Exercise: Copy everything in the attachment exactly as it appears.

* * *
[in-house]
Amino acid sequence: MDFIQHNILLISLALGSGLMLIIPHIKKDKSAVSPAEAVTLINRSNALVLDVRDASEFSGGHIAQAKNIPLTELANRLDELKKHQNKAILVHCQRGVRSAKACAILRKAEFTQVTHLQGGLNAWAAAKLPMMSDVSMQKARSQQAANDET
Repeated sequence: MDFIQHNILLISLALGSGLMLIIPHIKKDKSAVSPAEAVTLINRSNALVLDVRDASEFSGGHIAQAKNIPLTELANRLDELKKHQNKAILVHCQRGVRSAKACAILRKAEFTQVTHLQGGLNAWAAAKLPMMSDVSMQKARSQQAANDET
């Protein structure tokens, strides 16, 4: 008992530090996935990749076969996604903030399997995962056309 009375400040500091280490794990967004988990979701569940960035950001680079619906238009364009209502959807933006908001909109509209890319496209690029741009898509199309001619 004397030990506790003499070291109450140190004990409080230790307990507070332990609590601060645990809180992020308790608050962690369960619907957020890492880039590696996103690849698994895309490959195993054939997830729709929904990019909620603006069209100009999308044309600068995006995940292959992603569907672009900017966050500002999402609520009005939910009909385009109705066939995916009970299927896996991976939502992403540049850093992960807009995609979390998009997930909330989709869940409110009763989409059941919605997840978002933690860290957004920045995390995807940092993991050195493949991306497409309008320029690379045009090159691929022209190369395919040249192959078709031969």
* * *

[in-house]
Amino acid sequence: MDFIQHNILLISLALGSGLMLIIPHIKKDKSAVSPAEAVTLINRSNALVLDVRDASEFSGGHIAQAKNIPLTELANRLDELKKHQNKAILVHCQRGVRSAKACAILRKAEFTQVTHLQGGLNAWAAAKLPMMSDVSMQKARSQQAANDET
Repeated sequence: MDFIQHNILLISLALGSGLMLIIPHIKKDKSAVSPAEAVTLINRSNALVLDVRDASEFSGGHIAQAKNIPLTELANRLDELKKHQNKAILVHCQRGVRSAKACAILRKAEFTQVTHLQGGLNAWAAAKLPMMSDVSMQKARSQQAANDET
């Protein structure tokens, strides 16, 4: 008992530090996935990749076969996604903030399997995962056309 009375400040500091280490794990967004988990979701569940960035950001680079619906238009364009209502959807933006908001909109509209890319496209690029741009898509199309001619 004397030990506790003499070291109450140190004990409080230790307990507070332990609590601060645990809180992020308790608050962690369960619907957020890492880039590696996103690849698994895309490959195993054939997830729709929904990019909620603006069209100009999308044309600068995006995940292959992603569907672009900017966050500002999402609520009005939910009909385009109705066939995916009970299927896996991976939502992403540049850093992960807009995609979390998009997930909330989709869940409110009763989409059941919605997840978002933690860290957004920045995390995807940092993991050195493949991306497409309008320029690379045009090159691929022209190369395919040249192959078709031969």